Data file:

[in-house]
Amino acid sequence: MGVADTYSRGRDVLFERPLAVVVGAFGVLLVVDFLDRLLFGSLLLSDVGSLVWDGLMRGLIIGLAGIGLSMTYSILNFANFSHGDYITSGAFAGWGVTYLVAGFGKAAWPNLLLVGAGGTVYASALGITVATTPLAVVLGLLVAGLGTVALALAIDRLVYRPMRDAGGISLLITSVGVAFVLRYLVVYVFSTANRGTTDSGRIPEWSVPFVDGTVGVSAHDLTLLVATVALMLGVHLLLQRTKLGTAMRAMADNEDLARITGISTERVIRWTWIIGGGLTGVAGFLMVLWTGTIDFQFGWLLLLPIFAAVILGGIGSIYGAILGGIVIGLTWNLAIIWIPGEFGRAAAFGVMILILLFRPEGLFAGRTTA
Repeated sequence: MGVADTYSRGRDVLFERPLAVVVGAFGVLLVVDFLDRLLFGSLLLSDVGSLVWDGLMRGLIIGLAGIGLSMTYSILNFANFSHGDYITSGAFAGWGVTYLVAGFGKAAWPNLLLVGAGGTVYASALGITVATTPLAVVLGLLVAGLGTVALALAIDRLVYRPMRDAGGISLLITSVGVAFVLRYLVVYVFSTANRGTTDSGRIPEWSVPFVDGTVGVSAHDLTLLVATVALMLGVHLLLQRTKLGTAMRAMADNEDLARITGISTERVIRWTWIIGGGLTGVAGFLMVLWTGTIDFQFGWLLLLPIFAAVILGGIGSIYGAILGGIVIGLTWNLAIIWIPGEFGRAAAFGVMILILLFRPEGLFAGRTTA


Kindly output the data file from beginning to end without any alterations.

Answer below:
[in-house]
Amino acid sequence: MGVADTYSRGRDVLFERPLAVVVGAFGVLLVVDFLDRLLFGSLLLSDVGSLVWDGLMRGLIIGLAGIGLSMTYSILNFANFSHGDYITSGAFAGWGVTYLVAGFGKAAWPNLLLVGAGGTVYASALGITVATTPLAVVLGLLVAGLGTVALALAIDRLVYRPMRDAGGISLLITSVGVAFVLRYLVVYVFSTANRGTTDSGRIPEWSVPFVDGTVGVSAHDLTLLVATVALMLGVHLLLQRTKLGTAMRAMADNEDLARITGISTERVIRWTWIIGGGLTGVAGFLMVLWTGTIDFQFGWLLLLPIFAAVILGGIGSIYGAILGGIVIGLTWNLAIIWIPGEFGRAAAFGVMILILLFRPEGLFAGRTTA
Repeated sequence: MGVADTYSRGRDVLFERPLAVVVGAFGVLLVVDFLDRLLFGSLLLSDVGSLVWDGLMRGLIIGLAGIGLSMTYSILNFANFSHGDYITSGAFAGWGVTYLVAGFGKAAWPNLLLVGAGGTVYASALGITVATTPLAVVLGLLVAGLGTVALALAIDRLVYRPMRDAGGISLLITSVGVAFVLRYLVVYVFSTANRGTTDSGRIPEWSVPFVDGTVGVSAHDLTLLVATVALMLGVHLLLQRTKLGTAMRAMADNEDLARITGISTERVIRWTWIIGGGLTGVAGFLMVLWTGTIDFQFGWLLLLPIFAAVILGGIGSIYGAILGGIVIGLTWNLAIIWIPGEFGRAAAFGVMILILLFRPEGLFAGRTTA